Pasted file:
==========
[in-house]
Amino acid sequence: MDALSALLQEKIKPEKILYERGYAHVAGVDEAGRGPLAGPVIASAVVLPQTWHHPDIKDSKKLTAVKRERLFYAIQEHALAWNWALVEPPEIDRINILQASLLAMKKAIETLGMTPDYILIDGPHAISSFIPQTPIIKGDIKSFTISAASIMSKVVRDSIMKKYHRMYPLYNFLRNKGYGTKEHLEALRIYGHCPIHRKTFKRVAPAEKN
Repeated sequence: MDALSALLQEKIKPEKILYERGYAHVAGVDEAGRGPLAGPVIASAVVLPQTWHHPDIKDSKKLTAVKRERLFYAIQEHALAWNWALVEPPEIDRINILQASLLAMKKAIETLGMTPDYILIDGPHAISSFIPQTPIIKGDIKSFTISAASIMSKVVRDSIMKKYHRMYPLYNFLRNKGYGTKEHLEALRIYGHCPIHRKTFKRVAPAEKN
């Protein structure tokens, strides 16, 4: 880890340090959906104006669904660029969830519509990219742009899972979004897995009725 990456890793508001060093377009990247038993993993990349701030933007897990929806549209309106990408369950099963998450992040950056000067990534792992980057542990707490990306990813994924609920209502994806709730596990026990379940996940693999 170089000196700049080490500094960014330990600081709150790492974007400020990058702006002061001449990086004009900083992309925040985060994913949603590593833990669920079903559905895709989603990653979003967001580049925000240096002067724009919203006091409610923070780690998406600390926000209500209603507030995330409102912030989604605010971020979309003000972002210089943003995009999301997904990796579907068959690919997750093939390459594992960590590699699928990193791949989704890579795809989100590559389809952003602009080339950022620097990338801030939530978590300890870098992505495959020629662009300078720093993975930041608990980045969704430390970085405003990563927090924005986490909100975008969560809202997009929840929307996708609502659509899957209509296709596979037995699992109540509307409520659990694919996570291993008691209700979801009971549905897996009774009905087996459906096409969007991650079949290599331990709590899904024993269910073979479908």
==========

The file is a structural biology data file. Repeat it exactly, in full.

[in-house]
Amino acid sequence: MDALSALLQEKIKPEKILYERGYAHVAGVDEAGRGPLAGPVIASAVVLPQTWHHPDIKDSKKLTAVKRERLFYAIQEHALAWNWALVEPPEIDRINILQASLLAMKKAIETLGMTPDYILIDGPHAISSFIPQTPIIKGDIKSFTISAASIMSKVVRDSIMKKYHRMYPLYNFLRNKGYGTKEHLEALRIYGHCPIHRKTFKRVAPAEKN
Repeated sequence: MDALSALLQEKIKPEKILYERGYAHVAGVDEAGRGPLAGPVIASAVVLPQTWHHPDIKDSKKLTAVKRERLFYAIQEHALAWNWALVEPPEIDRINILQASLLAMKKAIETLGMTPDYILIDGPHAISSFIPQTPIIKGDIKSFTISAASIMSKVVRDSIMKKYHRMYPLYNFLRNKGYGTKEHLEALRIYGHCPIHRKTFKRVAPAEKN
């Protein structure tokens, strides 16, 4: 880890340090959906104006669904660029969830519509990219742009899972979004897995009725 990456890793508001060093377009990247038993993993990349701030933007897990929806549209309106990408369950099963998450992040950056000067990534792992980057542990707490990306990813994924609920209502994806709730596990026990379940996940693999 170089000196700049080490500094960014330990600081709150790492974007400020990058702006002061001449990086004009900083992309925040985060994913949603590593833990669920079903559905895709989603990653979003967001580049925000240096002067724009919203006091409610923070780690998406600390926000209500209603507030995330409102912030989604605010971020979309003000972002210089943003995009999301997904990796579907068959690919997750093939390459594992960590590699699928990193791949989704890579795809989100590559389809952003602009080339950022620097990338801030939530978590300890870098992505495959020629662009300078720093993975930041608990980045969704430390970085405003990563927090924005986490909100975008969560809202997009929840929307996708609502659509899957209509296709596979037995699992109540509307409520659990694919996570291993008691209700979801009971549905897996009774009905087996459906096409969007991650079949290599331990709590899904024993269910073979479908």